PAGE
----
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Clin Exp Pharmacol Physiol. 1998 Oct;25(10):776-82.

Role of hepatic fatty acid:coenzyme A ligases in the metabolism of xenobiotic carboxylic acids.

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  • 1Department of Clinical Pharmacology, School of Medicine, Faculty of Health Sciences, Flinders University of South Australia, Australia.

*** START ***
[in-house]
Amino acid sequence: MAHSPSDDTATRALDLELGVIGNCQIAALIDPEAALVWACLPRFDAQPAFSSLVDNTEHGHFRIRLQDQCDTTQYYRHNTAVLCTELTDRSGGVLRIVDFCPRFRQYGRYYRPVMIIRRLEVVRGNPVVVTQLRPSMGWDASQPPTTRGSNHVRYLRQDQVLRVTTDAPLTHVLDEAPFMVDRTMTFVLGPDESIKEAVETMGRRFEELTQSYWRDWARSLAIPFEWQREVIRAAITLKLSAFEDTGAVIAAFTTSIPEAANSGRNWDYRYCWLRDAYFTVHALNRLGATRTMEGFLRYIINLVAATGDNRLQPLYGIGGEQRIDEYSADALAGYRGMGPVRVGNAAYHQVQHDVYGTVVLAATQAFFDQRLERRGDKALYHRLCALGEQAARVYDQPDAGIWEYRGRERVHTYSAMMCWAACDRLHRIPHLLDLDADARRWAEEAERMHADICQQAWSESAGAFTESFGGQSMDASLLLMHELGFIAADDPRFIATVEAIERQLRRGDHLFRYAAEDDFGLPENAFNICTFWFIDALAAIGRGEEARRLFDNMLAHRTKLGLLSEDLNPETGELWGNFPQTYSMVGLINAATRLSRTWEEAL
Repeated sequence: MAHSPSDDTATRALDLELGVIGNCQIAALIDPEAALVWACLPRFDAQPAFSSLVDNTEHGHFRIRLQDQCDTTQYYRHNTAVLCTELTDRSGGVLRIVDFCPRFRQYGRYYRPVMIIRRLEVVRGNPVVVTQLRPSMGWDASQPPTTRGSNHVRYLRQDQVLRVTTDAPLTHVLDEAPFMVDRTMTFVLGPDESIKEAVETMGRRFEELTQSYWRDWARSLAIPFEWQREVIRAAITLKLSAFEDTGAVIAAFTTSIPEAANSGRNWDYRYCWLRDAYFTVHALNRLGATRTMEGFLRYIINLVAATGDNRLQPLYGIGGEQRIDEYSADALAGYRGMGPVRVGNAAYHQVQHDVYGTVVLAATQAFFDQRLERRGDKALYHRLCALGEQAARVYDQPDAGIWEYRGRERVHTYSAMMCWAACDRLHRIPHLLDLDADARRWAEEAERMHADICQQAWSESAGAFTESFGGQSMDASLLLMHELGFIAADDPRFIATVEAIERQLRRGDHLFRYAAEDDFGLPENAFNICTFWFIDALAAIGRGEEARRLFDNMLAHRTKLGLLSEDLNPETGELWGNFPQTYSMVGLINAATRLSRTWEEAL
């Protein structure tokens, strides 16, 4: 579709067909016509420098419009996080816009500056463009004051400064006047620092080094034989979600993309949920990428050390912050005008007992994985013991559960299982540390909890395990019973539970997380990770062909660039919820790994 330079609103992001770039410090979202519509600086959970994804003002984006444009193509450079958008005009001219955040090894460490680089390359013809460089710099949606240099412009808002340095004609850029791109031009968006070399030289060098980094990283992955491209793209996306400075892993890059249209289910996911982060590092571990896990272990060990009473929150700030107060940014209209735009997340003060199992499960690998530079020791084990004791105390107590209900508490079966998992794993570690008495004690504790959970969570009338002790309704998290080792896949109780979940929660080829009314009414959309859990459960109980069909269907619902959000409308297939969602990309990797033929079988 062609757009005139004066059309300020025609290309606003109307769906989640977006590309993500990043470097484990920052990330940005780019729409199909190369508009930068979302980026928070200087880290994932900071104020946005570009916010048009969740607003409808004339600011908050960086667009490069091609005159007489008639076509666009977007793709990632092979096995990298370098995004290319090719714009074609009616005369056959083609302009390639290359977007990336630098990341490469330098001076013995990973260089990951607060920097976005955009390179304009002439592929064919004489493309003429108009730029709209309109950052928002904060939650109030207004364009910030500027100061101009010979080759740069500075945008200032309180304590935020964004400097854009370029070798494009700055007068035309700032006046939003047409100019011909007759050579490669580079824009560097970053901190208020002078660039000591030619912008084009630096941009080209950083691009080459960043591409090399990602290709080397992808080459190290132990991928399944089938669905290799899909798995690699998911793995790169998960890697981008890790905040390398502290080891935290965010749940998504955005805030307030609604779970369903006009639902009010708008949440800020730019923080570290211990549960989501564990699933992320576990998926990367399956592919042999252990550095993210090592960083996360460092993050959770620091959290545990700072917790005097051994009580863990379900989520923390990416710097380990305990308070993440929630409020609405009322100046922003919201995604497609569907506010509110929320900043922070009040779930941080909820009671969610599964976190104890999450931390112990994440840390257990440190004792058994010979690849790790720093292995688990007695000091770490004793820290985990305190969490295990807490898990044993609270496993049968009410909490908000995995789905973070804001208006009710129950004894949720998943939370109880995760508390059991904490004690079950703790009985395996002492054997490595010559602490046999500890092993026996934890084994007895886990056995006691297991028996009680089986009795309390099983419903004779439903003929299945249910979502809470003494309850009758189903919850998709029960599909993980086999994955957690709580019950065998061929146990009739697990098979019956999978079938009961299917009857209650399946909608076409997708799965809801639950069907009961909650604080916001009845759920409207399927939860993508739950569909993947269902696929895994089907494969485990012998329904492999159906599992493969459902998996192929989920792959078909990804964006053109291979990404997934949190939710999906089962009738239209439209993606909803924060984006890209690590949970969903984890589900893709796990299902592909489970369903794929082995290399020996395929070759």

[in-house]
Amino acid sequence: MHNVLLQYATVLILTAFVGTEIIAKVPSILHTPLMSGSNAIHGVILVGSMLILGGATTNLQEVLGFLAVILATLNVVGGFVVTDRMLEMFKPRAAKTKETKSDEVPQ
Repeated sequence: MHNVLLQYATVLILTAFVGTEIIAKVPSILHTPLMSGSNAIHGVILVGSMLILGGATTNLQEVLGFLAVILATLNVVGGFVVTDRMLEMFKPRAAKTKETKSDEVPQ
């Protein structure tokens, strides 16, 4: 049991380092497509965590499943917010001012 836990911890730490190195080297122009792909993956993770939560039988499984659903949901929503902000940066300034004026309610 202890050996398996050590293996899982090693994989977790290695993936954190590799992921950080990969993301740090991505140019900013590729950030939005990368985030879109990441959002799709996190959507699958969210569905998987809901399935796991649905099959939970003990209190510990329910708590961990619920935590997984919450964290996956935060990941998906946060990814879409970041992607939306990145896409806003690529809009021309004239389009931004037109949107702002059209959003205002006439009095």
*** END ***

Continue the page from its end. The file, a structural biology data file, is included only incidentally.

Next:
1. Formation of acyl-coenzymes (Co)A occurs as an obligatory step in the metabolism of a variety of endogenous substrates, including fatty acids. The reaction is catalysed by ATP-dependent acid:CoA ligases (EC; AMP forming), classified on the basis of their ability to conjugate saturated fatty acids of differing chain lengths, short (C2-C4), medium (C4-C12) and long (C10-C22). The enzymes are located in various cell compartments (cytosol, smooth endoplasmic reticulum, mitochondria and peroxisomes) and exhibit wide tissue distribution, with highest activity associated with liver and adipose tissue. 2. Formation of acyl-CoA is not unique to endogenous substrates, but also occurs as an obligatory step in the metabolism of some xenobiotic carboxylic acids. The mitochondrial medium-chain CoA ligase is principally associated with metabolism via amino acid conjugation and activates substrates such as benzoic and salicylic acids. Although amino acid conjugation was previously considered an a priori route of metabolism for xenobiotic-CoA, it is now recognized that these highly reactive and potentially toxic intermediates function as alternative substrates in pathways of intermediary metabolism, particularly those associated with lipid biosyntheses. 3. In addition to a role in fatty acid metabolism, the hepatic microsomal and peroxisomal long-chain-CoA-ligases have been implicated in the formation of the acyl-CoA thioesters of a variety of hypolipidaemic and peroxisome proliferating agents (e.g. clofibric acid) and of the R(-)-enantiomers of the commonly used 2-arylpropionic acid non-steroidal anti-inflammatory drugs (e.g. ibuprofen). In vitro kinetic studies using rat hepatic microsomes and peroxisomes have alluded to the possibility of xenobiotic-CoA ligase multiplicity. Although cDNA encoding a long-chain ligase have been isolated from rat and human liver, there is currently no molecular evidence of multiple isoforms. The gene has been localized to chromosome 4 and homology searches have revealed a significant similarity with enzymes of the luciferase family. 4. Increasing recognition that formation of a CoA conjugate increases chemical reactivity of xenobiotic carboxylic acids has led to an awareness that the relative activity, substrate specificity and intracellular location of the xenobiotic-CoA ligases may explain differences in toxicity. 5. Continued characterization of the human xenobiotic-CoA ligases in terms of substrate/inhibitor profiles and regulation, will allow a greater understanding of the role of these enzymes in the metabolism of carboxylic acids.

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